As the price adjustment term is non-linear, we add a new feature which is the (1) for mature players — base price multiplied by the number of games or (2) for rookies — draft pick number multiplied by the draft premium.

The regressions are run using the base price and the price adjustments as inputs and the initial price as an output.

We see that the regressions yield a good fit for the data, with very high r-squared for each of the clusters. Additionally the results validate the pricing parameters discussed in the research articles.

## Interpretation and Conclusions

Importantly, the regressions (with a few differences due to rounding) validate the initial descriptions given by the articles, where our numbers and comments are in the square brackets.

- Group 1 : Players are priced based on their output last year. eg. 2017 average x magic number
- Group 2 : Players who missed a full season receive a discount of 30% [29%] on their 2016 average.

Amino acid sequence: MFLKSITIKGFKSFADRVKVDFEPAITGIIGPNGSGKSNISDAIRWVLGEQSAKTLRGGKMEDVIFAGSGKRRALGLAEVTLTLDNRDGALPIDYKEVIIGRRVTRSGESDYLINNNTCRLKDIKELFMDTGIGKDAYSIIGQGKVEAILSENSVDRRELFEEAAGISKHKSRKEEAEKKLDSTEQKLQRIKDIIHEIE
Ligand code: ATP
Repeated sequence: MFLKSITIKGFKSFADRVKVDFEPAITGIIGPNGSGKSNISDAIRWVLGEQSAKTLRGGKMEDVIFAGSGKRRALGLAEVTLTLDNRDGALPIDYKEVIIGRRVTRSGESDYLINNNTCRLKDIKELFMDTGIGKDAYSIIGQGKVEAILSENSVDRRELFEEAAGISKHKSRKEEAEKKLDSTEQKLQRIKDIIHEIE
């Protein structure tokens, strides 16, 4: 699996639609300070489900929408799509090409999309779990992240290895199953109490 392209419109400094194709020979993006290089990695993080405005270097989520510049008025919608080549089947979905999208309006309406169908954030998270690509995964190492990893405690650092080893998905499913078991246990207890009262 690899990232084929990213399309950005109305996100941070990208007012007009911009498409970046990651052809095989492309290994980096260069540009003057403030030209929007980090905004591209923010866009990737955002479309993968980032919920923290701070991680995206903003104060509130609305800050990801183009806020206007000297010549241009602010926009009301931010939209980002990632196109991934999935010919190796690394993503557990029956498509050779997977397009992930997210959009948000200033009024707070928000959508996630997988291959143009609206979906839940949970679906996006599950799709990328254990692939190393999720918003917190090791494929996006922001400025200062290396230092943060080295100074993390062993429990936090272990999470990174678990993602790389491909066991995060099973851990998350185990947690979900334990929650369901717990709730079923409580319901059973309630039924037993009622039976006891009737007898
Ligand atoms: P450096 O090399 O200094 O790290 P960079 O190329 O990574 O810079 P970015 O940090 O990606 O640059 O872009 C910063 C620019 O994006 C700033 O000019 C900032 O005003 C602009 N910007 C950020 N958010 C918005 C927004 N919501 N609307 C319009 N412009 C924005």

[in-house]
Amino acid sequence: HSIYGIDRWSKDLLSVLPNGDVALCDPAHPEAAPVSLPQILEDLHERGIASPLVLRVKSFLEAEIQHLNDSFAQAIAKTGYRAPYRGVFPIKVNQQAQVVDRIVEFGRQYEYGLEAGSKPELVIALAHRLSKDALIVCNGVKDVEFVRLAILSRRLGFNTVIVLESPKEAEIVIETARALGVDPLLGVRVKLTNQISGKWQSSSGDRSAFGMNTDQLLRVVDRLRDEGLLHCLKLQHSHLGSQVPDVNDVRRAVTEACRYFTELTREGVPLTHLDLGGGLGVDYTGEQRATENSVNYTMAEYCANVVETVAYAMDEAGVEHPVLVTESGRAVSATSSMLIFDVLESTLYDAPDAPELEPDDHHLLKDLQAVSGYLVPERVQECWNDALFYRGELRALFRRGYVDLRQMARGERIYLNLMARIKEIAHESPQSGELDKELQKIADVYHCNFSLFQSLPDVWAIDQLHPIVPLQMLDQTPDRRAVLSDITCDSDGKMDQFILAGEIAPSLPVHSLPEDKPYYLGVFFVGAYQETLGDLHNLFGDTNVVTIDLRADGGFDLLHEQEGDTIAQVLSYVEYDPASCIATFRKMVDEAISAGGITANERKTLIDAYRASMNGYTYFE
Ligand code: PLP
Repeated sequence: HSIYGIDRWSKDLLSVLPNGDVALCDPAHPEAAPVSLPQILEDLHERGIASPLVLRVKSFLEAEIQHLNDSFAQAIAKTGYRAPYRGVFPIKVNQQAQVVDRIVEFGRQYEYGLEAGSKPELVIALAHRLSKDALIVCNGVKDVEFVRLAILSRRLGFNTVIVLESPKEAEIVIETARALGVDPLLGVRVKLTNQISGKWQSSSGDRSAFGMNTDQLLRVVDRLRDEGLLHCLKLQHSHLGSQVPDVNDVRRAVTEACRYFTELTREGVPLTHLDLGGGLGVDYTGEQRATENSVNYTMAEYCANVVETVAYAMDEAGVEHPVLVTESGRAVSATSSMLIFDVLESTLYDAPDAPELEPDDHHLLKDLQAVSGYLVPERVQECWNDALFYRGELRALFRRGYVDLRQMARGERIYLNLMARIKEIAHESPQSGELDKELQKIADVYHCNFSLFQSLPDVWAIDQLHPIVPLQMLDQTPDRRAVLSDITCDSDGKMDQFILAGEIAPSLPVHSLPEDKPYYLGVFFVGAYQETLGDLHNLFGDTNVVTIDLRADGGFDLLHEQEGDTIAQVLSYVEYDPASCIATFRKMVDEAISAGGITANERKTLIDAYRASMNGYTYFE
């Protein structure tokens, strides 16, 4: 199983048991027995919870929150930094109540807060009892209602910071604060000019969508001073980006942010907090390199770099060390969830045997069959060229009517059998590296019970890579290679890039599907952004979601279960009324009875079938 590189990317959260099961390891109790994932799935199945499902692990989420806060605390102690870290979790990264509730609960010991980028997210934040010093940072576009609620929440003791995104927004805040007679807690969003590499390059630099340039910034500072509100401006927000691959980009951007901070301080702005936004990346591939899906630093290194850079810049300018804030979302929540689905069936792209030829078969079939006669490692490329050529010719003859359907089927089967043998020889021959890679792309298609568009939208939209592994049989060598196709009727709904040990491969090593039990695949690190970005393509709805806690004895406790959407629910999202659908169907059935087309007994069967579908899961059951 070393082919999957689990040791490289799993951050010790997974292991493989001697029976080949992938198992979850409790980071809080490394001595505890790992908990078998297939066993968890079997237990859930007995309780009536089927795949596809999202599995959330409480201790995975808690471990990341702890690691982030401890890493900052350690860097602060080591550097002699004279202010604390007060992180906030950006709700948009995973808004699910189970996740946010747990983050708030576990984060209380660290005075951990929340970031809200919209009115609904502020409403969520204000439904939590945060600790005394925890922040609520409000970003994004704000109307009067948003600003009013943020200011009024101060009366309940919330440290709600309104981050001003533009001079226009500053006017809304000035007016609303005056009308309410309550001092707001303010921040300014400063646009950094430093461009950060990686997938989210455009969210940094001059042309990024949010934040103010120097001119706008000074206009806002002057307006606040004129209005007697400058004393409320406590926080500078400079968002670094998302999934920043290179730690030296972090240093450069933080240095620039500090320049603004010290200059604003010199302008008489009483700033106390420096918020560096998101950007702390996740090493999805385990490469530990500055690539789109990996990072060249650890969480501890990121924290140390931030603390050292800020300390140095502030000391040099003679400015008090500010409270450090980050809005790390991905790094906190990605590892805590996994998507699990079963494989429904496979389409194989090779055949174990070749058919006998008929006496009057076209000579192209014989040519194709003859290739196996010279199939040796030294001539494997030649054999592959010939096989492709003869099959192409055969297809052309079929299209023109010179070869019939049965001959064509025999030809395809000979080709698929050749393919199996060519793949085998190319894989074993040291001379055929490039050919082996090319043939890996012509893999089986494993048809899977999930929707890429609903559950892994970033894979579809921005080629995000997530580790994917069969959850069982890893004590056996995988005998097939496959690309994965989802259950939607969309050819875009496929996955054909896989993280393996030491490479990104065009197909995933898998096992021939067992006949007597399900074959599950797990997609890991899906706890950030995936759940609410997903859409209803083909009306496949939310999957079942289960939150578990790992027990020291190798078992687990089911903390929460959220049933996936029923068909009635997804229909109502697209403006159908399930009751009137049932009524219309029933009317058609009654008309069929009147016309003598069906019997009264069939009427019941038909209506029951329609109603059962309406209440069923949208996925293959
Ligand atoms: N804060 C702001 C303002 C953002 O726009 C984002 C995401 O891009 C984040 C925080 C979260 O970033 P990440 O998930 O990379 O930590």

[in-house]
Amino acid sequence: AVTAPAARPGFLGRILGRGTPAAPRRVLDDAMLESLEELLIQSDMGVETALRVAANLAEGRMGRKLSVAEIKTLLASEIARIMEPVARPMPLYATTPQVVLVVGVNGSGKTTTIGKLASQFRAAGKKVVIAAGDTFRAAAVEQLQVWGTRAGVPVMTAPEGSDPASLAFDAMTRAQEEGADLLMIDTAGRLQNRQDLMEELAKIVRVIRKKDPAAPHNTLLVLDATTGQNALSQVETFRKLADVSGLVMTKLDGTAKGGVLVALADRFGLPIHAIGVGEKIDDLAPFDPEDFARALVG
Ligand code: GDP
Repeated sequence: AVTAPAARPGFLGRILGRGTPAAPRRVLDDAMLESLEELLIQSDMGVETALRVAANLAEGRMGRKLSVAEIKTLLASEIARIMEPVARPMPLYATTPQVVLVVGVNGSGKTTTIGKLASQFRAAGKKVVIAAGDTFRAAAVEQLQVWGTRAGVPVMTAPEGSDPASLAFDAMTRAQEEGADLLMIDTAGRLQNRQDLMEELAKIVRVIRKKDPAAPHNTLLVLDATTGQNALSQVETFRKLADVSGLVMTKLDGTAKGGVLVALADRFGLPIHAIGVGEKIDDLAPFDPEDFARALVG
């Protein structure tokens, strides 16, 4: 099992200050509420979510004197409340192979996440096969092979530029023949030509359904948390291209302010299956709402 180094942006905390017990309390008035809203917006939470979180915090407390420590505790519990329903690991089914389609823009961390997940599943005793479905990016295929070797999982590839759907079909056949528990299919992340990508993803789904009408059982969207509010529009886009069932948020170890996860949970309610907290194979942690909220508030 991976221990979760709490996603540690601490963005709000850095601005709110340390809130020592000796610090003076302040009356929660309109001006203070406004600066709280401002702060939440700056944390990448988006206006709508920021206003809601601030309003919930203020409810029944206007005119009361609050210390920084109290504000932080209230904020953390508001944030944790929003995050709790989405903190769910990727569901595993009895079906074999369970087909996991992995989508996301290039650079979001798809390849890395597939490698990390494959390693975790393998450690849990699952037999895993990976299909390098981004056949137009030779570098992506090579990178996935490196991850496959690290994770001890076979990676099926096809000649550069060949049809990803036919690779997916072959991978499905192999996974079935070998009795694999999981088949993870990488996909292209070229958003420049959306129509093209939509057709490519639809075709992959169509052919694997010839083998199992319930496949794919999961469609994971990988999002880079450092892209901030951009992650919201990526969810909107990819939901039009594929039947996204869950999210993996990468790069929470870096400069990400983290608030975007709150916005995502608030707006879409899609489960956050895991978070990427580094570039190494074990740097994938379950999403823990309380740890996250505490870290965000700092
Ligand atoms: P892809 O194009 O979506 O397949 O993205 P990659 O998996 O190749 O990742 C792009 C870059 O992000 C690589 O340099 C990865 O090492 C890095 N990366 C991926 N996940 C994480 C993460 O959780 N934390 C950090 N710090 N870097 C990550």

- Group 3 : Players who have missed two or more seasons received a discount of 35% on their last available average.
- Group 4 : Players playing less than 10 games receive a 3% [2.86%] discount on each game under 10. eg. Play 5 games in 2016, then they receive a 15% discount. This is applied to the higher of their season average from the last two years.
- Group 5 : [National] Draft players are priced at the minimum season price plus a premium for each pick number below 50. [Draft players are those who have played less than 2 seasons].
- Group 6 : All other rookie players are priced at the minimum season price. [These are players drafted in the mid-year draft, rookie draft etc].

Analysis of the 2019 season confirms the classification results with similar regression coefficients. With the framework above, we now have the ability to compare players and select our preliminary team ahead of the start of the new 2020 fantasy season.

**Addendum** : As part of this analysis, we have developed a simple app which allows users to explore 2021 preseason pricing for all players.

## Other Articles in this Series

**References**

(1) Footywire stats for teams by season (link)

(2) Footywire fantasy scores and prices for individual players (link)

(3) 2014 AFL Fantasy Pricing — What We Know by dreamteamtalk (link)

(4) DT Live’s Drawing Board 2018 by dreamteamtalk (link)

(5) Drawing Board 2019 by dreamteamtalk (link)

(6) Drawing Board 2020 by dreamteamtalk (link)